How bad are digital screens (computer monitors, tablets, smartphones) for your vision?

So … who spends a good part of the day staring at a computer? Who stays up late working on their laptop, watching movies on their iPad, or checking Facebook and Instagram on their phones? Who reads under the covers sometimes? That’s me. And these days, it’s apt to be an iBook.

All of these behaviors beg this question: How bad are digital screens (computer monitors, tablets, smartphones) for your vision?

Dr. Kearins doing an eye exam

Source: Casco Bay Eyecare

I asked Dr. Tim Kearins, who is an optometrist at Casco Bay Eyecare.
His response:

“I’d be happy to field that question. However, I think it’s important to parcel the question out into two parts.

1) How bad are digital screens for your vision? (clarity, focusing)

 Prolonged use of devices such as tablets and smartphones have long been shown to be associated with uncomfortable symptoms – most of them visual. The most common symptoms are eyestrain, headaches, blurred vision, and neck or shoulder pain.

The extent to which an individual may experience these symptoms is largely dependent upon his/her visual abilities in relation to the visual demands of the task being performed. That is to say – it is not the screen itself directly causing symptoms – it is the fact that reading or working on a screen is a highly demanding visual task – more so than reading well-illuminated paper print.

If an individual has even a mild deficiency in their ability to focus at near, or to converge their eyes toward the screen, or to move their eyes smoothly, they will most likely experience discomfort in one way or another after a certain period of time on these screens.

So instead of saying that computer, tablet, and smartphone screens cause visual problems, it would be more accurate to say that these devices uncover or demonstrate that an individual has a visual deficiency. This, of course, can be diagnosed and addressed easily during a comprehensive exam with an eye care provider.

2) How harmful are digital screens for the tissues of the eye? (risk for eye disease)

There is mounting evidence that the light from digital screens themselves is harmful to the tissues of the eye and contributes to ocular disease. There is one area within the visible light spectrum that is harmful to the eye and that is short wavelength blue light. And our computers, tablets, and phones emit plenty of this harmful light.

Prolonged exposure to blue light has been postulated to raise one’s risk for developing macular degeneration later in life — a condition that, unfortunately, can cause blindness. Blue light exposure can also disrupt one’s circadian rhythm and interfere with sleep patterns. This is not to say that one should avoid screen time altogether.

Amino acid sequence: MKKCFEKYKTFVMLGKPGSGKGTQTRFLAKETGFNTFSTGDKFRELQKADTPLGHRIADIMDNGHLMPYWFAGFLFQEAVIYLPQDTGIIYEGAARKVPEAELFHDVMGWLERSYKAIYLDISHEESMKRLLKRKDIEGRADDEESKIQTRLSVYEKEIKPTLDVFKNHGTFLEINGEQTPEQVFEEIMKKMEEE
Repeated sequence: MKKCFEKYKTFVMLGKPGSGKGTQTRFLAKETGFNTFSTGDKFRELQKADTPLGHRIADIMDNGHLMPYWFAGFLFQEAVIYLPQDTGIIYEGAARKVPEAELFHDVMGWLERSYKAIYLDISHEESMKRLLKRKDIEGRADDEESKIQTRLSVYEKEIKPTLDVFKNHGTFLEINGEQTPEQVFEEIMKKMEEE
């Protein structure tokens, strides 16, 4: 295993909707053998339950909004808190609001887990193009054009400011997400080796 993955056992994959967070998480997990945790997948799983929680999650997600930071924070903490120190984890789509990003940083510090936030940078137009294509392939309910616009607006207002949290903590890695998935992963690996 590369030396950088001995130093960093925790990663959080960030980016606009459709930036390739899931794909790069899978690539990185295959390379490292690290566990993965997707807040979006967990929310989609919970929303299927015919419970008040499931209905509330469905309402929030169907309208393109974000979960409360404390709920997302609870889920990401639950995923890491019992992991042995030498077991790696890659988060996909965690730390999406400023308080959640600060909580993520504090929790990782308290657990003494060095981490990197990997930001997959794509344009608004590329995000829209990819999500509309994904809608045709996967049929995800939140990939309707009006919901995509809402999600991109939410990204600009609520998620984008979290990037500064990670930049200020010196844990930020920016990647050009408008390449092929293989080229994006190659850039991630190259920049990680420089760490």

To counter-act this harmful light, I will typically prescribe certain lenses (we call them “blue-blockers”) to be worn while working on these devices. These lenses filter out harmful short wavelength light only, which allows an individual to read or work on digital screens without the risk for ocular disease.

One more thing: Dry eyes

Another physical issue that prolonged screen time tends to cause is significant ocular dryness. When we humans blink our eyes, it is a stimulus to produce tears. Think of each blink as a wet squeegee across your windshield — rewetting and clearing the surface, refreshing it so to speak.

When we look at digital screens, our typical blink frequency decreases dramatically, leaving our eyes open for longer periods than we are used to. You know the look — that thousand yard stare into the computer. Well, while we are staring at the computer, our tears are just evaporating out into thin air, drying the corneal surface until we start to get that stinging, burning sensation.

Dry eye disease is a multifactorial condition, with multiple causes and multiple treatments. Again, these can be addressed during a comprehensive examination with an eye care provider.”

One thing I do that I thought offered some protection if I’m reading at night is to put my phone into “night mode.” It reduces the brightness of the screen and supposedly, my exposure to blue light. I’m going to follow with Dr. Kearins on that and will let you know what he says.

Diane Atwood

About Diane Atwood

For more than 20 years, Diane was the health reporter on WCSH 6. Before that, a radiation therapist at Maine Medical Center and after, Manager of Marketing/PR at Mercy Hospital. She now hosts and produces the Catching Health podcast and writes the award-winning blog Catching Health with Diane Atwood.